According to a local news station, the president of the local EAA chapter, David Chandler, said the ban means he can no longer operate his aircraft on the field. “The issues and the accidents that happen with these light aircraft, they’re not the airplane’s fault,” said Chandler. “The airplane is not the issue. They’re not breaking up; they’re not falling apart. It’s the pilot who’s making a poor decision to go fly it outside of its limitations.”

Under the new restrictions, flying an unpermitted aircraft at Holly Hill Airport would result in a fine of up to $500 and/or imprisonment.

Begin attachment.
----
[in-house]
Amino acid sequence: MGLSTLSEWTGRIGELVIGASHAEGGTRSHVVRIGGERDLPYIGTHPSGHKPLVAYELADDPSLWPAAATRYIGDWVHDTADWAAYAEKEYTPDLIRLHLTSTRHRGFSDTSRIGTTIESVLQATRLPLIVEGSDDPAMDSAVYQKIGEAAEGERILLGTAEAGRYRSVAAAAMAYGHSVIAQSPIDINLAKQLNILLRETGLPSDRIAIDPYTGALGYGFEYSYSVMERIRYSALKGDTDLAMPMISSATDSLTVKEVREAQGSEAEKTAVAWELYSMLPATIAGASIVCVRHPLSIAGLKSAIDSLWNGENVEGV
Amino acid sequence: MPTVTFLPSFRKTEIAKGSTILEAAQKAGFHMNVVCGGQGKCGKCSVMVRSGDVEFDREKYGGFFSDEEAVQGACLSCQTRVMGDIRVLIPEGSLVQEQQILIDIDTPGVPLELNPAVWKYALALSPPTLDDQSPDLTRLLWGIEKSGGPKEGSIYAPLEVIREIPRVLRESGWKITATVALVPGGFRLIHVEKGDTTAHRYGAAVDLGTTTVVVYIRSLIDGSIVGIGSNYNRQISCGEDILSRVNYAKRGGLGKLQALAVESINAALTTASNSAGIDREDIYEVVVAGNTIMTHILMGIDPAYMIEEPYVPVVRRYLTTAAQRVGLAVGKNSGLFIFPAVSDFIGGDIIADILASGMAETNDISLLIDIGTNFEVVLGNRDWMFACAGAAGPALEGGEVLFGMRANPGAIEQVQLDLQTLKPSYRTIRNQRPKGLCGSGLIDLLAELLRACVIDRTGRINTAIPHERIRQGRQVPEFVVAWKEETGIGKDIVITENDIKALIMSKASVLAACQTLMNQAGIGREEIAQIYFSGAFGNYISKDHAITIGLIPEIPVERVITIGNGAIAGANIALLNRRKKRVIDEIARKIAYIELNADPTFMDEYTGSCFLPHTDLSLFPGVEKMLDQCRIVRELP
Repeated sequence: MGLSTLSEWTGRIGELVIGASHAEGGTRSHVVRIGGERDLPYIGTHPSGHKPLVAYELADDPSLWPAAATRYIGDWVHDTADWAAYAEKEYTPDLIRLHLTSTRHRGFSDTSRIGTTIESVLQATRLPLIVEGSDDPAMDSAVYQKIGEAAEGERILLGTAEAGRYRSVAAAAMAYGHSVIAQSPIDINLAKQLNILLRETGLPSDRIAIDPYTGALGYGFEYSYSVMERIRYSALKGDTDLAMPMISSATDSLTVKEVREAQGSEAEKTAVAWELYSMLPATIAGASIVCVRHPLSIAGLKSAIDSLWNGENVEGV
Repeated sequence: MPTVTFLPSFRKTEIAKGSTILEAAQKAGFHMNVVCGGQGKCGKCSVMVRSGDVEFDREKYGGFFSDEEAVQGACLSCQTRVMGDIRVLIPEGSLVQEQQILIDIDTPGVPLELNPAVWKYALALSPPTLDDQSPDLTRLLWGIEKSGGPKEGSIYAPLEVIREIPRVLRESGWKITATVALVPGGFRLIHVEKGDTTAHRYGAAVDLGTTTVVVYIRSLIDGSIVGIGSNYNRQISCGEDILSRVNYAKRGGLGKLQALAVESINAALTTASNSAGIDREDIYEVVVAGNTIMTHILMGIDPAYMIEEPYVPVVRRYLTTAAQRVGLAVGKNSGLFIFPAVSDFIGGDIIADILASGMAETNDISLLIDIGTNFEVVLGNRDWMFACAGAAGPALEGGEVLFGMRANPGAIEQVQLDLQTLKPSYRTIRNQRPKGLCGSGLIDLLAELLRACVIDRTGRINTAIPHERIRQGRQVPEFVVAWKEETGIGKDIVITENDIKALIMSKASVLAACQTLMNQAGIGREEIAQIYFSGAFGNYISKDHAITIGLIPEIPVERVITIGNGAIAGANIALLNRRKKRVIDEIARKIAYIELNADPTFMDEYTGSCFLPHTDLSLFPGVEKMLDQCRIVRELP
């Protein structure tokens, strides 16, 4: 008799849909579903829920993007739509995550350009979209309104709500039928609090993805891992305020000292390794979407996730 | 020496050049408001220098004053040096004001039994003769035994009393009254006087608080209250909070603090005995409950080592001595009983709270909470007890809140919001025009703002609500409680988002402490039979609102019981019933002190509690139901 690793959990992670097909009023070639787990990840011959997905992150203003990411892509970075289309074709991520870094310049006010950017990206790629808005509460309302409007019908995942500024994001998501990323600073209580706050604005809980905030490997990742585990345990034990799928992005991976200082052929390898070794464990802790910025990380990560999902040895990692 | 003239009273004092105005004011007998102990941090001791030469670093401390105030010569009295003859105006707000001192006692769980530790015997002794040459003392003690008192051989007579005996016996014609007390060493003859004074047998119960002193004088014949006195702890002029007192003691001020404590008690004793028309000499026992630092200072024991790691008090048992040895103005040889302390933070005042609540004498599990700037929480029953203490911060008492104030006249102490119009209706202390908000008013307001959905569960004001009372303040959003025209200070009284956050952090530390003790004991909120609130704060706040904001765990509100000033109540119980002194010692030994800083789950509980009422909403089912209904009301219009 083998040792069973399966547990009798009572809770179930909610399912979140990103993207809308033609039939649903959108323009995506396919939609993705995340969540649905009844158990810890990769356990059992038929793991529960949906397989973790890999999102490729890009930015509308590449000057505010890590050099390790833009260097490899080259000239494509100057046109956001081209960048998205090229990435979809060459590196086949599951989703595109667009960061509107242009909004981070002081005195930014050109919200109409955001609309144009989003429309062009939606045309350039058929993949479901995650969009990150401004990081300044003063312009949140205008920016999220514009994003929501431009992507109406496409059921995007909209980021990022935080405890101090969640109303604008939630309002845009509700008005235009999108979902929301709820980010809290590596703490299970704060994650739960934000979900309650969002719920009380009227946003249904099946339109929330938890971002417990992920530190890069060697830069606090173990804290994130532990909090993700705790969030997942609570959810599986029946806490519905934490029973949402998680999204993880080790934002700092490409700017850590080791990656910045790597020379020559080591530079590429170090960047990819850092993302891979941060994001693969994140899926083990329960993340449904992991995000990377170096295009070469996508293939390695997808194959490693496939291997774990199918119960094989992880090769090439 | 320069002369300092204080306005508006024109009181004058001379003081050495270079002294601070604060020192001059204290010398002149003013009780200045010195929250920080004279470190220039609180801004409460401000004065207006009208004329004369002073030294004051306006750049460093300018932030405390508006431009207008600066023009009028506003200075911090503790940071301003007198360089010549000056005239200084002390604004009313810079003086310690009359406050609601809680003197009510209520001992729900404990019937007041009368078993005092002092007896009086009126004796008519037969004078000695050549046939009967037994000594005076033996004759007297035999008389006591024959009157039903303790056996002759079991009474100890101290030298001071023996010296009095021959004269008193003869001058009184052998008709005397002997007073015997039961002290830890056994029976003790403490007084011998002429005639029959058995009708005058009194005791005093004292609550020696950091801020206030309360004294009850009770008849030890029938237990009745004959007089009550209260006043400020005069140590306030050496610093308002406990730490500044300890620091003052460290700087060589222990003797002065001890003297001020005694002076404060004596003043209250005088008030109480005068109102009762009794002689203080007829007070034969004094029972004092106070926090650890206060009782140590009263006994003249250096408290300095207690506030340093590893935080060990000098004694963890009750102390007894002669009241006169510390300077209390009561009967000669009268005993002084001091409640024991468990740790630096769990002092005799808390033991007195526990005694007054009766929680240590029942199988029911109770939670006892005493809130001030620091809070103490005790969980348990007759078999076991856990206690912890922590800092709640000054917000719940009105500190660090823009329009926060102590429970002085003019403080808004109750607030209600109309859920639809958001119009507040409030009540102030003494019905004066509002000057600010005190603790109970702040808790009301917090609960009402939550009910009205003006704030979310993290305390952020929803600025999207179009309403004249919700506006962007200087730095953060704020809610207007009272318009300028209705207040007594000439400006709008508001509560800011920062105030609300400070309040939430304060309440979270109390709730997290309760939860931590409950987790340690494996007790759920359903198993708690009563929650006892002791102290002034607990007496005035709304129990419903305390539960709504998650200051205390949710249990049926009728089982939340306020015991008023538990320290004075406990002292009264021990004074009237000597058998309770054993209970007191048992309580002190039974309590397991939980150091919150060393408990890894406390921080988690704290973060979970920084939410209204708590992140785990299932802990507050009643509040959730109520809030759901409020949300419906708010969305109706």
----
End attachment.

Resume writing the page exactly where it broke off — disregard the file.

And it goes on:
In a statement to AVweb, the Aircraft Owners and Pilots Association called the recent ban a “disappointment,” adding that the organization has been made aware of some incompatible land uses planned around the airport. “The local leaders seemingly haven’t been able to recognize the value of having a community airport and improve upon it; instead, they appear to be slowly chipping away at the airport with restrictions such as the most recent one regarding ultralights,” said AOPA Southern Regional Manager Stacey Heaton.

“Unfortunately, without a local visionary leader for the airport, there is nothing to compel the town to look toward a better future for aviation in their community. If the airport were federally-grant-obligated, a ban such as this would have needed to be approved by the Federal Aviation Administration, and that is a rare occurrence,” said Heaton.

Amelia Walsh